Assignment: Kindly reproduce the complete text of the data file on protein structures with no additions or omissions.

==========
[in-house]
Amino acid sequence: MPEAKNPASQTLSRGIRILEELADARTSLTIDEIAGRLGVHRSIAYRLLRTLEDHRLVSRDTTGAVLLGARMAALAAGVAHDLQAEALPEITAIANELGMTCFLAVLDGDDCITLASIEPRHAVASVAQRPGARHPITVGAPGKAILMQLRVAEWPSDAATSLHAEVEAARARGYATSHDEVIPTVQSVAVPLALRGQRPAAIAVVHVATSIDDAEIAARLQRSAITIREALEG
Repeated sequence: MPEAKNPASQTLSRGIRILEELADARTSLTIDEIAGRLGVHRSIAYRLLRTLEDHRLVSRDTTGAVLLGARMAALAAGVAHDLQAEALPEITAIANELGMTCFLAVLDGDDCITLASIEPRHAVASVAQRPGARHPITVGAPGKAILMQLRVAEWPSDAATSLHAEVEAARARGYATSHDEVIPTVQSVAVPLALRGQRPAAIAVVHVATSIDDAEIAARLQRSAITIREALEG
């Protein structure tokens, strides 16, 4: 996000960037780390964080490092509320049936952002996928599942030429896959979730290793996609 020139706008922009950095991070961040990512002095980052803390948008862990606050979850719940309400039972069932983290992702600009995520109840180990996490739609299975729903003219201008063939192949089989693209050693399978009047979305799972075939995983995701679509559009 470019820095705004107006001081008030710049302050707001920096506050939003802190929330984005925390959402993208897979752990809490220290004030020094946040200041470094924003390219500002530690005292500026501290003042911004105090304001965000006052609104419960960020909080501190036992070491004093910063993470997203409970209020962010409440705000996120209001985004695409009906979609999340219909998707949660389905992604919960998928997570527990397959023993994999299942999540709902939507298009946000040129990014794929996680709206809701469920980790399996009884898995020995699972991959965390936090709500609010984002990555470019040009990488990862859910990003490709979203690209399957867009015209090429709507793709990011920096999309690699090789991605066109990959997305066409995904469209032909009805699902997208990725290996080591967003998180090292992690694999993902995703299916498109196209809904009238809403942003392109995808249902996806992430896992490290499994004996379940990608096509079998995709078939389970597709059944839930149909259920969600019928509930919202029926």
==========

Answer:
[in-house]
Amino acid sequence: MPEAKNPASQTLSRGIRILEELADARTSLTIDEIAGRLGVHRSIAYRLLRTLEDHRLVSRDTTGAVLLGARMAALAAGVAHDLQAEALPEITAIANELGMTCFLAVLDGDDCITLASIEPRHAVASVAQRPGARHPITVGAPGKAILMQLRVAEWPSDAATSLHAEVEAARARGYATSHDEVIPTVQSVAVPLALRGQRPAAIAVVHVATSIDDAEIAARLQRSAITIREALEG
Repeated sequence: MPEAKNPASQTLSRGIRILEELADARTSLTIDEIAGRLGVHRSIAYRLLRTLEDHRLVSRDTTGAVLLGARMAALAAGVAHDLQAEALPEITAIANELGMTCFLAVLDGDDCITLASIEPRHAVASVAQRPGARHPITVGAPGKAILMQLRVAEWPSDAATSLHAEVEAARARGYATSHDEVIPTVQSVAVPLALRGQRPAAIAVVHVATSIDDAEIAARLQRSAITIREALEG
């Protein structure tokens, strides 16, 4: 996000960037780390964080490092509320049936952002996928599942030429896959979730290793996609 020139706008922009950095991070961040990512002095980052803390948008862990606050979850719940309400039972069932983290992702600009995520109840180990996490739609299975729903003219201008063939192949089989693209050693399978009047979305799972075939995983995701679509559009 470019820095705004107006001081008030710049302050707001920096506050939003802190929330984005925390959402993208897979752990809490220290004030020094946040200041470094924003390219500002530690005292500026501290003042911004105090304001965000006052609104419960960020909080501190036992070491004093910063993470997203409970209020962010409440705000996120209001985004695409009906979609999340219909998707949660389905992604919960998928997570527990397959023993994999299942999540709902939507298009946000040129990014794929996680709206809701469920980790399996009884898995020995699972991959965390936090709500609010984002990555470019040009990488990862859910990003490709979203690209399957867009015209090429709507793709990011920096999309690699090789991605066109990959997305066409995904469209032909009805699902997208990725290996080591967003998180090292992690694999993902995703299916498109196209809904009238809403942003392109995808249902996806992430896992490290499994004996379940990608096509079998995709078939389970597709059944839930149909259920969600019928509930919202029926």